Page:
April 28, 2014

THE SKED Season Finale Review: “The Following”


It was no easy feat for the second season of THE FOLLOWING be even more idiotic and vicious than its Season 1.  But devotion to craft pays off in the end, and series creator Kevin Williamson and his writer/producer partners managed to do it, with tonight’s season finale capping the accomplishment.

Where to begin in describing this wreck of a show?  An ordinary dopey thriller might pull out the old trope of having a person seemingly killed in the previous season’s finale turn out to be alive, but The Following did it twice.  Yes, both the seemingly immolated Poe-obsessed serial killer Joe Carroll (James Purefoy), nemesis of ex-FBI agent Ryan Hardy (Kevin Bacon), and Joe’s innocent, very much stabbed ex-wife Claire (Natalie Zea), love of Ryan’s life, were revealed in the course of the season not to be at all dead, Joe through some balderdash involving switched DNA, and Claire with the aid of some ER personnel who deserve bonuses.  Actually, the season pulled this trick three times, if you count identical twin psychopath Luke (Sam Underwood), who appeared to have been shot by FBI agent Mike Weston (Shawn Ashmore), but who turned out to be wearing a bulletproof vest.

Then there were the multiple episodes wasted in pretending that the sole survivor of a massacre committed on a NY subway train–apparently by Joe’s cult members–seemingly proper and gracious art gallery owner Lily (Connie Nielsen), was anything other than a mass murderer herself and orchestrator of the massacre, not to mention a collector of young international psychopaths who she took traveling around the world with her identical twin maniac sons .  (The very best part of this plotline was the fact that when the NYPD and FBI did their background check on Lily after the subway attack, not only did they fail to catch her insanity, they also didn’t notice that she was a billionaire.)  And the ease with which Joe took over someone else’s relatively peaceful cult, as he switched his muse from Poe to Jesus (well, really to himself) and transformed its members overnight into ruthless, sadistic killers.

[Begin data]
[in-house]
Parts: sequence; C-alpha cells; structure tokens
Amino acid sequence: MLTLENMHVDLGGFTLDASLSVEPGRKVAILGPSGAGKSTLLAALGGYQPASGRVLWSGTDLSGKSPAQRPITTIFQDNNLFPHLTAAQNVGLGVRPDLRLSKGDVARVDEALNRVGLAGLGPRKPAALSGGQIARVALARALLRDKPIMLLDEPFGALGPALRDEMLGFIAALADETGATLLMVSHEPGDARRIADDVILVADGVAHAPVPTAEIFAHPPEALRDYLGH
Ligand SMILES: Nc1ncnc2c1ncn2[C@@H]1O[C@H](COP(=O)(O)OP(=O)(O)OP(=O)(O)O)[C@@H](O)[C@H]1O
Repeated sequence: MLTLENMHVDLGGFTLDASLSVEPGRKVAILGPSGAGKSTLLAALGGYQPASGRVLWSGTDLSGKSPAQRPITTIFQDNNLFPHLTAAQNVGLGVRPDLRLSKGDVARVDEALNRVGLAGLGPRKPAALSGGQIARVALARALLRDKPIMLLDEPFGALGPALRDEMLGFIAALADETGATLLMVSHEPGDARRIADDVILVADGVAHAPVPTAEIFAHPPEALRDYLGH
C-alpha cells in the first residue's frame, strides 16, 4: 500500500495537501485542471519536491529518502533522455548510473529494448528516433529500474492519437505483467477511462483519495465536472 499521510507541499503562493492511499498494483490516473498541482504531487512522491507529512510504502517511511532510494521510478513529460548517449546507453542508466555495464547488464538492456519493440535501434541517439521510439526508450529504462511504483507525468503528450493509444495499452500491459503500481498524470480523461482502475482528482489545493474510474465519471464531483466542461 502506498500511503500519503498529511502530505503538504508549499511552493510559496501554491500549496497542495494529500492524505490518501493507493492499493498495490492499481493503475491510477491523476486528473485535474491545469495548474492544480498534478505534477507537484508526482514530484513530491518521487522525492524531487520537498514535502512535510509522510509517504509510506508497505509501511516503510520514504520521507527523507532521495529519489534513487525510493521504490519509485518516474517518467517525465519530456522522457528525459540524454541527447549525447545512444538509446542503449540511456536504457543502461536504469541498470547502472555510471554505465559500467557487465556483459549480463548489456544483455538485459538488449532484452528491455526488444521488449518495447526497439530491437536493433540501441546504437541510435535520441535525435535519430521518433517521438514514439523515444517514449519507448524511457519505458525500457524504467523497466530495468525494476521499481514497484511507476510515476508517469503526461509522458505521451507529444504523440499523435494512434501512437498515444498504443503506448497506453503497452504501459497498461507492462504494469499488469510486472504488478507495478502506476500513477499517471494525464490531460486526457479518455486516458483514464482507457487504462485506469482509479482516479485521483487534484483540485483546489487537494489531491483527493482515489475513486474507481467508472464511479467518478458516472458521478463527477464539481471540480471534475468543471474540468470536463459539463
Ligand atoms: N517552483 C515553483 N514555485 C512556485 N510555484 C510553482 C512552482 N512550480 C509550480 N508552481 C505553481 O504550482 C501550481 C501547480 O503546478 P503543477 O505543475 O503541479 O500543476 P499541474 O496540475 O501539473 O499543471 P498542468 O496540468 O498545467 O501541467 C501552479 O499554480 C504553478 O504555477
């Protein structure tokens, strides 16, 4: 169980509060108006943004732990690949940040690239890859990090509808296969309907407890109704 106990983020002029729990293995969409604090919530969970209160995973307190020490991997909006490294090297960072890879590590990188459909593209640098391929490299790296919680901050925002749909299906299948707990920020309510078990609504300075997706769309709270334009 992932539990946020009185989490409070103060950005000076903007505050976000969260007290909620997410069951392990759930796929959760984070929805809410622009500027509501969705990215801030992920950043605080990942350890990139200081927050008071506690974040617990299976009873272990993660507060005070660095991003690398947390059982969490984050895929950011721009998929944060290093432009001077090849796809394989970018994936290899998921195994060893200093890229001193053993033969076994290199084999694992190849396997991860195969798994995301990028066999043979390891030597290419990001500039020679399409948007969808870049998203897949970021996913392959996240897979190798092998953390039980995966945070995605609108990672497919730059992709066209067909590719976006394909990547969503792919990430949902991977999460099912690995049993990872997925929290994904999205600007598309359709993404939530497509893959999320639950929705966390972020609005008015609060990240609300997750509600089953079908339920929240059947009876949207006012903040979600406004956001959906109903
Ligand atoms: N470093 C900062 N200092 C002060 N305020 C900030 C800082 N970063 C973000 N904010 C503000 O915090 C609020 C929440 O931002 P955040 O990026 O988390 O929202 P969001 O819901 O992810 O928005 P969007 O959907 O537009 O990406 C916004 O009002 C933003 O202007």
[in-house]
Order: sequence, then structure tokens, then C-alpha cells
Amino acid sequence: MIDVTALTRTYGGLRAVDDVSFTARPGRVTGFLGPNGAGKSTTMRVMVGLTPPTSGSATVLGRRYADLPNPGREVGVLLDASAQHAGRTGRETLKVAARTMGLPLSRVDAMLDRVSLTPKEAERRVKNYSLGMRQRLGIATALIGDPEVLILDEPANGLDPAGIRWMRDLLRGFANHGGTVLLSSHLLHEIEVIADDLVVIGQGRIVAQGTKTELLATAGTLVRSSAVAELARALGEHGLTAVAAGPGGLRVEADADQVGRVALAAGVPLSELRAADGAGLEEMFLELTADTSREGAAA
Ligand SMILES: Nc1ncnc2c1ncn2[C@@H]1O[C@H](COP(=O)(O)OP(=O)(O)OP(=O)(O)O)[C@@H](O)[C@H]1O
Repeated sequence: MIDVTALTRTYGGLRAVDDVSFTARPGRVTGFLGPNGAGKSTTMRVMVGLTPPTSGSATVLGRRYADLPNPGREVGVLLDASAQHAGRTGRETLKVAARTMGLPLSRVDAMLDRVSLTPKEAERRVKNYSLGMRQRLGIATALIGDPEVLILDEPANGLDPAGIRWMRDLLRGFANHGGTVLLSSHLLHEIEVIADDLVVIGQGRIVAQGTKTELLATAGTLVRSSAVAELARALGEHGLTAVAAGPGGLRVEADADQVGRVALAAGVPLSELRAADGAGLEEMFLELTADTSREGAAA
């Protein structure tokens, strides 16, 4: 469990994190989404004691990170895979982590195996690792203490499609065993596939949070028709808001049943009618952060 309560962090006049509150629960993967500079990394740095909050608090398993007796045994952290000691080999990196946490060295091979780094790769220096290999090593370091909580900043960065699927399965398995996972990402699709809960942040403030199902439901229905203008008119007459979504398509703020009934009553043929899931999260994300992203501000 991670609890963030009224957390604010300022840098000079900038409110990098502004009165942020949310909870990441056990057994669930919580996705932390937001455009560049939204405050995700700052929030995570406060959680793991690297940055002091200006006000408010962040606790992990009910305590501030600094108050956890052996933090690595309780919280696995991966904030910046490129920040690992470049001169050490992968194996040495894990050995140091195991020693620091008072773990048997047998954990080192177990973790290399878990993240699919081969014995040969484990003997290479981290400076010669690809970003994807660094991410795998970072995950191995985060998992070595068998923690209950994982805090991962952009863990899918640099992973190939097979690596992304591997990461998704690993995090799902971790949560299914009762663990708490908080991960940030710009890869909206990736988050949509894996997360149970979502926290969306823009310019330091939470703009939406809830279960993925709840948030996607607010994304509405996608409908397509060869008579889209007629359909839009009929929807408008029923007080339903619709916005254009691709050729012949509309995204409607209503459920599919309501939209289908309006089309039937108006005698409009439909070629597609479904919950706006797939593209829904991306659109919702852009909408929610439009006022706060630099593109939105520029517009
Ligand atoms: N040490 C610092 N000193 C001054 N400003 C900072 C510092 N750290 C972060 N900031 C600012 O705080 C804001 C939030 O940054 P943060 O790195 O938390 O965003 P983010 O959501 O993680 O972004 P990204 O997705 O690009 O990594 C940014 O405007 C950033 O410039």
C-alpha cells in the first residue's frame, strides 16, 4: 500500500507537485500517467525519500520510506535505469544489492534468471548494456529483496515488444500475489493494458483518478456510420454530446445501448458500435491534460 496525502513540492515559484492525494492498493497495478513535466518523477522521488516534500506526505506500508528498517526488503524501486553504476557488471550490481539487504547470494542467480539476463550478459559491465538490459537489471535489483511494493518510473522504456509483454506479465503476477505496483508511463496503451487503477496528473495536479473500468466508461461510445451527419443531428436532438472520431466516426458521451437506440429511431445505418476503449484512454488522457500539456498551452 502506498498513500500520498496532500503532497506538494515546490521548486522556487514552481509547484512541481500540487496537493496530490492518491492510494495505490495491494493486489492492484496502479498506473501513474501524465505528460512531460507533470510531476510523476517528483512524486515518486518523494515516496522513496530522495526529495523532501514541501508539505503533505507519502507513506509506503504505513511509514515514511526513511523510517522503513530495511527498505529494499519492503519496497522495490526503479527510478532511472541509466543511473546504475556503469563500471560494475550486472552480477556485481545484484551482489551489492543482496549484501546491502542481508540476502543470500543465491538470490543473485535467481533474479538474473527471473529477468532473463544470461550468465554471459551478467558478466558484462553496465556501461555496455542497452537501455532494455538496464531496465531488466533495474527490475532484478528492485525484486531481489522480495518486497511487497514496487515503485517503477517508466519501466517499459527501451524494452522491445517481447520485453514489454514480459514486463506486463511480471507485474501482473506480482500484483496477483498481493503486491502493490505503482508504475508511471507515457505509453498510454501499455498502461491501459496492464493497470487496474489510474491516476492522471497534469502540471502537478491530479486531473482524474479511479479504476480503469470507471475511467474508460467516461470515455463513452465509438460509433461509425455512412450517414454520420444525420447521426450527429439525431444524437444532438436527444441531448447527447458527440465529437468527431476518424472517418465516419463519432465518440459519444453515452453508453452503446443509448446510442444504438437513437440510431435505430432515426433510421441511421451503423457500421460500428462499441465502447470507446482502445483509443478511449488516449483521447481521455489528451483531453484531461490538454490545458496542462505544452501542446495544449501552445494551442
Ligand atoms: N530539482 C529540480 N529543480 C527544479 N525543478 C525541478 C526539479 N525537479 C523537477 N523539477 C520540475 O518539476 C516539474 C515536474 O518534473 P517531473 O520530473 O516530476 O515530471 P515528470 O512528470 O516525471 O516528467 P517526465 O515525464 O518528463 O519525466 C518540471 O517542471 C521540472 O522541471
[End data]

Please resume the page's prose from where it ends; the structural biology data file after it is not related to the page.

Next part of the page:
You get the idea.  All of this was in addition to The Following‘s continued happy lingering on the slaughter of innocents (without any of the aesthetic fascination of Hannibal), and its depiction of law enforcement officers as so stupid they wouldn’t pass muster in a Police Academy movie, as well as Ryan’s incredible vanishing heart condition and his now-you-see it-now-you-don’t alcoholism.  For Season 2, he acquired a perky NYPD detective niece Max (Jessica Stroup, from the 90210 reboot), whose place on the show was to say “You can’t do that–it’s crazy!   You’ll be killed!” before helping him do whatever it was.  She did, however, provide a surprise by living all the way through the season, while sadly, crazy Emma (Valorie Curry), Joe’s one genuinely creepy acolyte, did not.

The season finale, written by Williamson and directed by Marcos Siega, was as misguided and unsatisfying as the rest.  It turned into, of all things, a road trip buddy movie, when the twins abducted Claire and Ryan had to break Joe out of the church where he was merrily killing people live on the internet (including an evangelist–who was compelled by Joe to slit his own throat–and the man’s son), so that they could rescue her together.  Once they’d arrived at Casa Crazy Twin, they (and we) were subjected to 10 solid minutes of Luke and Mark (or Mark and Luke) doing their sub-Norman Batesian whining at the manor house dinner table about their mother being dead, while never quite killing anyone in revenge.  This led to what was supposed to be The Big Reveal about Ryan, that as a teenager he’d tracked down and killed the man who murdered his father, and had never forgiven himself for it–which was the set-up for the final indignity, when Ryan let Joe live (even though Joe had previously suborned mass murder from inside his jail cell, and had escaped prison to kill even more), in order to redeem himself and become A Better Person.  No, actually the final indignity was that Joe, Luke and Mark may all have survived the finale (one of the twins had been shot multiple times, but on this show, that doesn’t mean anything), making them eligible to return in Season 3.  (The final minute tried to make anyone care who was mysteriously driving the twins away from the scene of the crime.)

It’s anyone’s guess why FOX renewed The Following for another season, since its ratings have been at a low ebb for weeks, and it’s not a cheap show to produce, what with Bacon (a very fine actor who hasn’t changed the expression on his face in 2 seasons) and Williamson attached.  Presumably it has some foreign or ancillary value, although with only 15 episodes produced each season (at Bacon’s behest), even that’s limited.  In any case, it will be back, good news only for those in desperate need for a show to hate-watch now that Smash is no more.  (Hey:  combine the two and stage The Following as a musical, and then you might have something.)


About the Author

Mitch Salem
MITCH SALEM has worked on the business side of the entertainment industry for 20 years, as a senior business affairs executive and attorney for such companies as NBC, ABC, USA, Syfy, Bravo, and BermanBraun Productions, and before that, at the NY law firm of Weil, Gotshal & Manges. During all that, he has more or less constantly been going to the movies and watching TV, and writing about both since the 1980s. His film reviews also currently appear on and In addition, he is co-writer of an episode of the television series "Felicity."